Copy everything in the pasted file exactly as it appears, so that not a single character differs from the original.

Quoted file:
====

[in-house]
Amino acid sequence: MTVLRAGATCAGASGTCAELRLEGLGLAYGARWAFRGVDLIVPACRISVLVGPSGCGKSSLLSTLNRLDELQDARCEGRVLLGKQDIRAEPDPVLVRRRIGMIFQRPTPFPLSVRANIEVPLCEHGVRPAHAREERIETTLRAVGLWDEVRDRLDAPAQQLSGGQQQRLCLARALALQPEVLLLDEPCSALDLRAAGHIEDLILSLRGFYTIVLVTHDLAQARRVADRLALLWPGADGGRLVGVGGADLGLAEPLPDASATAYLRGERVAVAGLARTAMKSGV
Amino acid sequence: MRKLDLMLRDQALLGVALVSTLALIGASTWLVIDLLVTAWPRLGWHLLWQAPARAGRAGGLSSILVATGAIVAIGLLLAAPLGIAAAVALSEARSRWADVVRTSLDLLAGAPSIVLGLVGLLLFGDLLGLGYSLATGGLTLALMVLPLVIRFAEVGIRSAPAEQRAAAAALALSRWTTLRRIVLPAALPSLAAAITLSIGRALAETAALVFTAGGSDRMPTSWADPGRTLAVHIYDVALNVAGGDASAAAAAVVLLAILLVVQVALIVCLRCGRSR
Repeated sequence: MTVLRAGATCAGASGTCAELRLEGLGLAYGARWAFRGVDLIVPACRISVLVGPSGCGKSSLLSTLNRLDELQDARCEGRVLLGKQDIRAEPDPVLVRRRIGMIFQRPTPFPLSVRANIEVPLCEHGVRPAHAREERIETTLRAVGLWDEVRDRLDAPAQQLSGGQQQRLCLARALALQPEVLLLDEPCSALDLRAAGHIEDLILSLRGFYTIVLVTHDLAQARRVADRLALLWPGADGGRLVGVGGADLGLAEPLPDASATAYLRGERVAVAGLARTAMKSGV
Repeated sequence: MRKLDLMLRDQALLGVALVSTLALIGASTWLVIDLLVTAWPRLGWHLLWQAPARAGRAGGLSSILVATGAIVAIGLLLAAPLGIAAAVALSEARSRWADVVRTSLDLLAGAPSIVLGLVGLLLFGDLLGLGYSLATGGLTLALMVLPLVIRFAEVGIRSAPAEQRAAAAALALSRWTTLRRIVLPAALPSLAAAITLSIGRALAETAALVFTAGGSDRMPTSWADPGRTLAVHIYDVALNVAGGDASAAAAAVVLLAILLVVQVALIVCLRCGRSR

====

[in-house]
Amino acid sequence: MTVLRAGATCAGASGTCAELRLEGLGLAYGARWAFRGVDLIVPACRISVLVGPSGCGKSSLLSTLNRLDELQDARCEGRVLLGKQDIRAEPDPVLVRRRIGMIFQRPTPFPLSVRANIEVPLCEHGVRPAHAREERIETTLRAVGLWDEVRDRLDAPAQQLSGGQQQRLCLARALALQPEVLLLDEPCSALDLRAAGHIEDLILSLRGFYTIVLVTHDLAQARRVADRLALLWPGADGGRLVGVGGADLGLAEPLPDASATAYLRGERVAVAGLARTAMKSGV
Amino acid sequence: MRKLDLMLRDQALLGVALVSTLALIGASTWLVIDLLVTAWPRLGWHLLWQAPARAGRAGGLSSILVATGAIVAIGLLLAAPLGIAAAVALSEARSRWADVVRTSLDLLAGAPSIVLGLVGLLLFGDLLGLGYSLATGGLTLALMVLPLVIRFAEVGIRSAPAEQRAAAAALALSRWTTLRRIVLPAALPSLAAAITLSIGRALAETAALVFTAGGSDRMPTSWADPGRTLAVHIYDVALNVAGGDASAAAAAVVLLAILLVVQVALIVCLRCGRSR
Repeated sequence: MTVLRAGATCAGASGTCAELRLEGLGLAYGARWAFRGVDLIVPACRISVLVGPSGCGKSSLLSTLNRLDELQDARCEGRVLLGKQDIRAEPDPVLVRRRIGMIFQRPTPFPLSVRANIEVPLCEHGVRPAHAREERIETTLRAVGLWDEVRDRLDAPAQQLSGGQQQRLCLARALALQPEVLLLDEPCSALDLRAAGHIEDLILSLRGFYTIVLVTHDLAQARRVADRLALLWPGADGGRLVGVGGADLGLAEPLPDASATAYLRGERVAVAGLARTAMKSGV
Repeated sequence: MRKLDLMLRDQALLGVALVSTLALIGASTWLVIDLLVTAWPRLGWHLLWQAPARAGRAGGLSSILVATGAIVAIGLLLAAPLGIAAAVALSEARSRWADVVRTSLDLLAGAPSIVLGLVGLLLFGDLLGLGYSLATGGLTLALMVLPLVIRFAEVGIRSAPAEQRAAAAALALSRWTTLRRIVLPAALPSLAAAITLSIGRALAETAALVFTAGGSDRMPTSWADPGRTLAVHIYDVALNVAGGDASAAAAAVVLLAILLVVQVALIVCLRCGRSR